By: Vickie J. Rubinson
Andy Warhol stopped by for a coffee. So did princes, paupers, playwrights, poets and untold thousands for whom a visit to Vienna was unthinkable without a cup served by the bow-tied little man with the perpetual dancing smile.
In this city of more than 1,900 cafes, Leopold Hawelka was an icon, as much part of Cafe Hawelka as its tables--scarred by burned-out cigarettes, their marble tops worn smooth by the elbows of four generations. He served tourists, the rich and the famous, and the neediest of the needy--the ragged Viennese masses who crowded his establishment over a free glass of water to escape the cold of their bombed-out city after the second world war.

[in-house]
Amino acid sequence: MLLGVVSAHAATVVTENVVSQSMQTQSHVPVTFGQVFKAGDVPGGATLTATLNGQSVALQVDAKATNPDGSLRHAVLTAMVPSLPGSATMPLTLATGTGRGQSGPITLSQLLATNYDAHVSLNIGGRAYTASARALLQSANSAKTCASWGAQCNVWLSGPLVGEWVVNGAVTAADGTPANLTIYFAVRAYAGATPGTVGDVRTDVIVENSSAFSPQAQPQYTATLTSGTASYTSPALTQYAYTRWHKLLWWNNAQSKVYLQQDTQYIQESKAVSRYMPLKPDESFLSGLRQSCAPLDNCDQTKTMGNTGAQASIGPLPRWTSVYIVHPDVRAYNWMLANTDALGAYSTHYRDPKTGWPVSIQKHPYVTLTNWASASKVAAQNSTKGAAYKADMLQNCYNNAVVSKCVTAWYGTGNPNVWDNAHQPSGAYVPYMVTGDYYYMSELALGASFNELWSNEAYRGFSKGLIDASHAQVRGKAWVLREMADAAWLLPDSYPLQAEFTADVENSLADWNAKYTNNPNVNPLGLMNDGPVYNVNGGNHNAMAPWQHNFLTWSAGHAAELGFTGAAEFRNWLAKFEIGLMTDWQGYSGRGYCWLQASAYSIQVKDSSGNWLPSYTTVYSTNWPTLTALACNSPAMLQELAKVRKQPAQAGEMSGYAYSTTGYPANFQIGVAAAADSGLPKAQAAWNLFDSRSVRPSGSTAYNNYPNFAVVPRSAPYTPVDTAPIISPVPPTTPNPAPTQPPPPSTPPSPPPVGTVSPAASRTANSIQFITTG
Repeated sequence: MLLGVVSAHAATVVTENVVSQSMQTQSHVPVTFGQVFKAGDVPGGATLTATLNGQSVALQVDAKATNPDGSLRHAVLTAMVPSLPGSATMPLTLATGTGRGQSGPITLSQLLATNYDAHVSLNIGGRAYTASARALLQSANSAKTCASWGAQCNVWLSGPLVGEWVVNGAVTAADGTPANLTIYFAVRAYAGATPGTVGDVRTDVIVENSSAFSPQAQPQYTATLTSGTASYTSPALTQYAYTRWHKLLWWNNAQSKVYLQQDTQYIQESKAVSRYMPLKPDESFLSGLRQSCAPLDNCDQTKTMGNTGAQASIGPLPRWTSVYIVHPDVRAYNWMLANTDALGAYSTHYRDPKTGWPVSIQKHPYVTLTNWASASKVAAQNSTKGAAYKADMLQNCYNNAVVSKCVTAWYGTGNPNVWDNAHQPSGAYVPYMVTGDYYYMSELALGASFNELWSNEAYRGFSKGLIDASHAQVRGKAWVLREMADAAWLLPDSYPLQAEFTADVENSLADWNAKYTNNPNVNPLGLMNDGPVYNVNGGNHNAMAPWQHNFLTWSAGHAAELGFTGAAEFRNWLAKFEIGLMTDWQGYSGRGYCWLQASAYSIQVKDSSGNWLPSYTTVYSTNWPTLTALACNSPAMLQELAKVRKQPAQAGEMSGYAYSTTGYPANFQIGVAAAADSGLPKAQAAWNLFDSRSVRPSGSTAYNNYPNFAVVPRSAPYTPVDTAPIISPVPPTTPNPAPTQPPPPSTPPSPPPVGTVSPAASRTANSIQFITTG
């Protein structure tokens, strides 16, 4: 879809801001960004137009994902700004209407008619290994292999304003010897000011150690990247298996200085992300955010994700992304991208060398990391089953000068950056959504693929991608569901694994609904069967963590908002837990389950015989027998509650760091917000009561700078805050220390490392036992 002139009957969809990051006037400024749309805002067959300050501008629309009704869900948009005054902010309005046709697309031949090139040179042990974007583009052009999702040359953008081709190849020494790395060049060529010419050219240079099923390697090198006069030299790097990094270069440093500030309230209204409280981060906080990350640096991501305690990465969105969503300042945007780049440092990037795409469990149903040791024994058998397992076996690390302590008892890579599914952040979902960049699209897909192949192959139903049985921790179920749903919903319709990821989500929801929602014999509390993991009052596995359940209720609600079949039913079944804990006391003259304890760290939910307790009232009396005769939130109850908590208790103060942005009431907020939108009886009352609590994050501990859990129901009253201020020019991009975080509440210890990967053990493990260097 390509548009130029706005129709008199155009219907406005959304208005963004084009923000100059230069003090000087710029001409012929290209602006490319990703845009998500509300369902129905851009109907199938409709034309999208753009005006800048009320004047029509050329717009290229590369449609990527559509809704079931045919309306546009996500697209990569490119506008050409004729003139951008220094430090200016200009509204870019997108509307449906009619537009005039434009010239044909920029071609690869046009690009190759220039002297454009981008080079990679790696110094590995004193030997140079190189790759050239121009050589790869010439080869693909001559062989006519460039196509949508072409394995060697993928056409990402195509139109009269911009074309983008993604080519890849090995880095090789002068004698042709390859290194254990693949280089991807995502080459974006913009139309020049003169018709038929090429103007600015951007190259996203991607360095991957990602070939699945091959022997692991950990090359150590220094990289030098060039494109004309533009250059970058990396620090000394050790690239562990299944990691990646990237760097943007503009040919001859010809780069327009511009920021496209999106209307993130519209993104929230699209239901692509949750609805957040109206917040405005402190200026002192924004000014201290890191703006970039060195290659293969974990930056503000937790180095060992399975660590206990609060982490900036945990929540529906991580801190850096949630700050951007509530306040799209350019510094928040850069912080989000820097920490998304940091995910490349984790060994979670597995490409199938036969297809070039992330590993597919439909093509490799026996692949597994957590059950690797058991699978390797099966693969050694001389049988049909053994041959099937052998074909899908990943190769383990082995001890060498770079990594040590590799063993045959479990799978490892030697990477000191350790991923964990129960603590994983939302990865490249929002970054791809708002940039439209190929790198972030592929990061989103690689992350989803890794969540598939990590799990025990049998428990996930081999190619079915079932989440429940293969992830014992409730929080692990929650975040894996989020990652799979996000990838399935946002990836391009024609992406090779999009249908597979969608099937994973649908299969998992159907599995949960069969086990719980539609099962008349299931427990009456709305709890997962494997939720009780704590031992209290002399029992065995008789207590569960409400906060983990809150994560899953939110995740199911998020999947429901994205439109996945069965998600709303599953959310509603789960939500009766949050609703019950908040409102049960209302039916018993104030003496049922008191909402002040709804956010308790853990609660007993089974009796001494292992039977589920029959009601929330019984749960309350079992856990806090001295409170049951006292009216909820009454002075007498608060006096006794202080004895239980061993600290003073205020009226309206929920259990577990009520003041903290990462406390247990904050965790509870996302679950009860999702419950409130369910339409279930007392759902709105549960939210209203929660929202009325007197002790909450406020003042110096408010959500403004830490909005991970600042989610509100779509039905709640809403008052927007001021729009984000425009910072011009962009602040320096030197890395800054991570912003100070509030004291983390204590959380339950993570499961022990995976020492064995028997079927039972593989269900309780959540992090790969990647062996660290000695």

Hawelka's daughter, Herta, said he died in his sleep and "without pain" on Thursday aged 100, leaving behind a legacy as intimately linked with the city as any of its palaces or art collections.
Today--as it was generations ago--tuxedoed waiters flit around tables, precariously balancing countless Viennese coffee varieties and trademark yeast dumpling on silver trays. Even the ashtrays survived Vienna's no-smoking laws, though the staff put them out in recent years only when ordered to do so by Hawelka, keeping a sharp eye on things from a stuffed brocade couch in the back of his establishment.
Though his visits grew increasingly rare as he neared 100, Hawelka left no doubt who was in charge when he did drop by.
"He remains our director-general," said grandson Michael Hawelka earlier this year. "Whenever he is here, he's the boss."